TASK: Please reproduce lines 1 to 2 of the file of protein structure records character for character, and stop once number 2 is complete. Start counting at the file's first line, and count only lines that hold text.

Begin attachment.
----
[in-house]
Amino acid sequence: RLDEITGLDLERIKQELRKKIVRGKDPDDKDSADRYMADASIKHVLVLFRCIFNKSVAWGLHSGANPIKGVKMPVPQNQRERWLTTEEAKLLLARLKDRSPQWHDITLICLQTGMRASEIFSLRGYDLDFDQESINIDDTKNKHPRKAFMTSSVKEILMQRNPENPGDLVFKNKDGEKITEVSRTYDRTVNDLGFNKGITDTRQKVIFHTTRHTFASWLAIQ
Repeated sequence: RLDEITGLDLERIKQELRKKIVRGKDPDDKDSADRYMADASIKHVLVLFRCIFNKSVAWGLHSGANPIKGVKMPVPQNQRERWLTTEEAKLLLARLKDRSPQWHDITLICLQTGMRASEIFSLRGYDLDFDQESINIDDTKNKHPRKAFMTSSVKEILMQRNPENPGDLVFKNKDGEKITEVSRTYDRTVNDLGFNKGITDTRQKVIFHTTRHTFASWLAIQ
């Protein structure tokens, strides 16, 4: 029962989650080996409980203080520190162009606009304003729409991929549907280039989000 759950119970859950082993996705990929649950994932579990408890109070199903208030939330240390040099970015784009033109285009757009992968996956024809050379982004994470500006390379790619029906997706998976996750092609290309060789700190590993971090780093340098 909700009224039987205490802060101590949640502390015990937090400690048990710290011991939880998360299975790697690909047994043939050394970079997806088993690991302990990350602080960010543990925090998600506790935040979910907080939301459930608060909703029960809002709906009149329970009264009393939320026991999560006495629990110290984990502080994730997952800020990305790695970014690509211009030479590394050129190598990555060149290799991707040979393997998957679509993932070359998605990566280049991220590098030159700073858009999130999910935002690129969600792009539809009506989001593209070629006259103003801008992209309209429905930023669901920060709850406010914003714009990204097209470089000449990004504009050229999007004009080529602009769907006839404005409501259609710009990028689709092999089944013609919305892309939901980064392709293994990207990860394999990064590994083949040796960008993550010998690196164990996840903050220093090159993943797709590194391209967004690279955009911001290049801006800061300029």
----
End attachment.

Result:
[in-house]
Amino acid sequence: RLDEITGLDLERIKQELRKKIVRGKDPDDKDSADRYMADASIKHVLVLFRCIFNKSVAWGLHSGANPIKGVKMPVPQNQRERWLTTEEAKLLLARLKDRSPQWHDITLICLQTGMRASEIFSLRGYDLDFDQESINIDDTKNKHPRKAFMTSSVKEILMQRNPENPGDLVFKNKDGEKITEVSRTYDRTVNDLGFNKGITDTRQKVIFHTTRHTFASWLAIQ